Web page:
Laurel Blair Salton Clark
Commander (Captain-Select), U.S. Navy
Oct. 3, 1961–Feb. 1, 2003
Birthplace: Ames, Iowa
Education: B.S., University of Wisconsin-Madison, 1983, zoology; M.D., University of Wisconsin-Madison, 1987
Commander Laurel Clark grew up in Racine, Wisc. After medical school, Clark joined the Navy and specialized in undersea medicine. She served as a radiation health officer, an undersea medical officer, a diving medical officer, and a submarine medical officer. She then trained to become a naval flight surgeon. In 1996 she was selected for the NASA space program. One of two women aboard the space shuttle Columbia, Dr. Clark served as a mission specialist, responsible for a variety of medical experiments, including the effects of gravity on the heart and lungs. She is survived by her husband and a child.
Rick D. Husband
Colonel, U.S. Air Force
July 12, 1957–Feb. 1, 2003
Birthplace: Amarillo, Texas.
Education: B.S., Texas Tech University, mechanical engineering, 1980; M.S., California State University, Fresno, mechanical engineering, 1990
A native of Amarillo, Texas, Husband learned to fly at 18, eventually becoming an Air Force test pilot. He was selected for the NASA space program in 1994, and undertook his first space flight in 1999, serving as the pilot of the space shuttle Discovery. During its ten-day mission, the Discovery made the first docking at the International Space Station, preparing it for the arrival of the first resident crew. Husband then served as Chief of Safety for the Astronaut Office before becoming the mission commander for the space shuttle Columbia. He is survived by his wife and two children.
William "Willie" McCool
Commander, U.S. Navy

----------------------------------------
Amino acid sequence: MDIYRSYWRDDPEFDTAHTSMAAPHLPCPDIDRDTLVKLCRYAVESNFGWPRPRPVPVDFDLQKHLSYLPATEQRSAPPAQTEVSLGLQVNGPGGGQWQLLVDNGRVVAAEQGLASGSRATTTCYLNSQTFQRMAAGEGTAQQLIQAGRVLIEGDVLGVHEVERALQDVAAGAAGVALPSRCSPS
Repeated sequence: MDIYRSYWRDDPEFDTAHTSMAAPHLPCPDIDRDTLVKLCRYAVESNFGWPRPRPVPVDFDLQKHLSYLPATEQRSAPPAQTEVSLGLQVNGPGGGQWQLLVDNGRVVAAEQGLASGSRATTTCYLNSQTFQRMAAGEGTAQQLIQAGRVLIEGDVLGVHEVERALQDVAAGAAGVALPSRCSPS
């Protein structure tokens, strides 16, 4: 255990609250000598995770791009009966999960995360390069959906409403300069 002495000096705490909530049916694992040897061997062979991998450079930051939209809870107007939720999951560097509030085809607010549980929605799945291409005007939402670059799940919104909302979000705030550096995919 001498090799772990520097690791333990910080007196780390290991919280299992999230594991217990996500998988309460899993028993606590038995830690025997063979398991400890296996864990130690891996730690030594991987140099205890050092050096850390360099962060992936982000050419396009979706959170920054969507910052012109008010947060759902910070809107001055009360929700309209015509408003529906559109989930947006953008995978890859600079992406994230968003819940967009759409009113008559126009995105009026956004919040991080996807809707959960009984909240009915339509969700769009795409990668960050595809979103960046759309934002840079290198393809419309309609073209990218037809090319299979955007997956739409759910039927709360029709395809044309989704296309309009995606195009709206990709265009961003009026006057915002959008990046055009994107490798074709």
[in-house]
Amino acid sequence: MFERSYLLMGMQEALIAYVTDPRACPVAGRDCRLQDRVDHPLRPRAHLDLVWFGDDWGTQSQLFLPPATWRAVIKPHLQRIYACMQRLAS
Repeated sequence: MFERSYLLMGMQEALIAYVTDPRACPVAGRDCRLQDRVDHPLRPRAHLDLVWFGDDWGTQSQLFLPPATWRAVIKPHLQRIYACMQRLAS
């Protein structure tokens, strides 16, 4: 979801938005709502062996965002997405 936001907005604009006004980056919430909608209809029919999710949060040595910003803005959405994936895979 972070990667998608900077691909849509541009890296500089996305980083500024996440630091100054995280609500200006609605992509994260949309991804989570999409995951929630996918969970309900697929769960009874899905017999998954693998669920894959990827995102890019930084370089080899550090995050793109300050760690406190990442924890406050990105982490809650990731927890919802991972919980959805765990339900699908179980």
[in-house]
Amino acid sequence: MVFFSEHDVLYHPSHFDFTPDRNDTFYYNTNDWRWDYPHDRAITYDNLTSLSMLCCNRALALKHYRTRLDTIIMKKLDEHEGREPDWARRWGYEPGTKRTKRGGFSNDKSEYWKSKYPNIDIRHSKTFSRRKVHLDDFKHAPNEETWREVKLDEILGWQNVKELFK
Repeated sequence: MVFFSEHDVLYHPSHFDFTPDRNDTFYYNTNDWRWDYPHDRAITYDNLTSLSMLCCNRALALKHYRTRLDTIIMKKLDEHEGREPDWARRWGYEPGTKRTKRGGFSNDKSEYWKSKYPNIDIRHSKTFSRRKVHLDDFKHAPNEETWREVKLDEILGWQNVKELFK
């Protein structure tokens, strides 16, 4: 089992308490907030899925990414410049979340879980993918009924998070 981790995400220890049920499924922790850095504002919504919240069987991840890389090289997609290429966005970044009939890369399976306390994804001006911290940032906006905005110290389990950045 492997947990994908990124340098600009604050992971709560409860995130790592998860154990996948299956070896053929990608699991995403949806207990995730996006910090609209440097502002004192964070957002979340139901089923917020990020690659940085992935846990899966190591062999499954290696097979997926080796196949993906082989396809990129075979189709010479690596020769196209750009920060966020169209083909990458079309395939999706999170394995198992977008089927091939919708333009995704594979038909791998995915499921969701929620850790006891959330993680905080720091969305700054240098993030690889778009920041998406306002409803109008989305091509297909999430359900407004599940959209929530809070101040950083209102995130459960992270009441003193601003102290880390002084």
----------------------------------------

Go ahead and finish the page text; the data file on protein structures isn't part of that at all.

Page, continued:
Sept. 23, 1961–Feb. 1, 2003
Birthplace: San Diego, California
Education: B.S., US Naval Academy, applied science, 1983; M.S., University of Maryland, computer science, 1985; M.S., U.S. Naval Postgraduate School, aeronautical engineering, 1992
A native of Lubbock, Texas, Eagle Scout William "Willie" McCool's father was a chief petty officer in the U.S. Navy. After graduating second in his U.S. Naval Academy class, McCool trained to be a Navy test pilot. Logging over 2,800 flight hours in 24 aircraft, McCool made 400 successful aircraft carrier landings. McCool was chosen by NASA in 1996 and trained to be a shuttle pilot. This was his first shuttle assignment. He is survived by his wife and three children.
Colonel, Israeli Air Force
June 20, 1954–Feb. 1, 2003
Born: Tel Aviv, Israel
Education: B.S., University of Tel Aviv, electronics and computer engineering, 1987
After high school in Tel Aviv, Israel, Ilan Ramon trained in the Israeli Air Force. He fought in the Yom Kippur war of 1973 and later served in the Lebanon conflict in 1982. He became an Israeli air force colonel and was later accepted into NASA's astronaut program as a payload specialist. One of his experiments involved collecting images of dust storms and monitoring their effect on climate. Col. Ramon became the first citizen of Israel to enter space. The son of a holocaust survivor, Ramon brought a drawing by a 14-year-old killed in a Nazi concentration camp with him into space. The boy's drawing was called "Moon Landscape." He is survived by his wife and four children.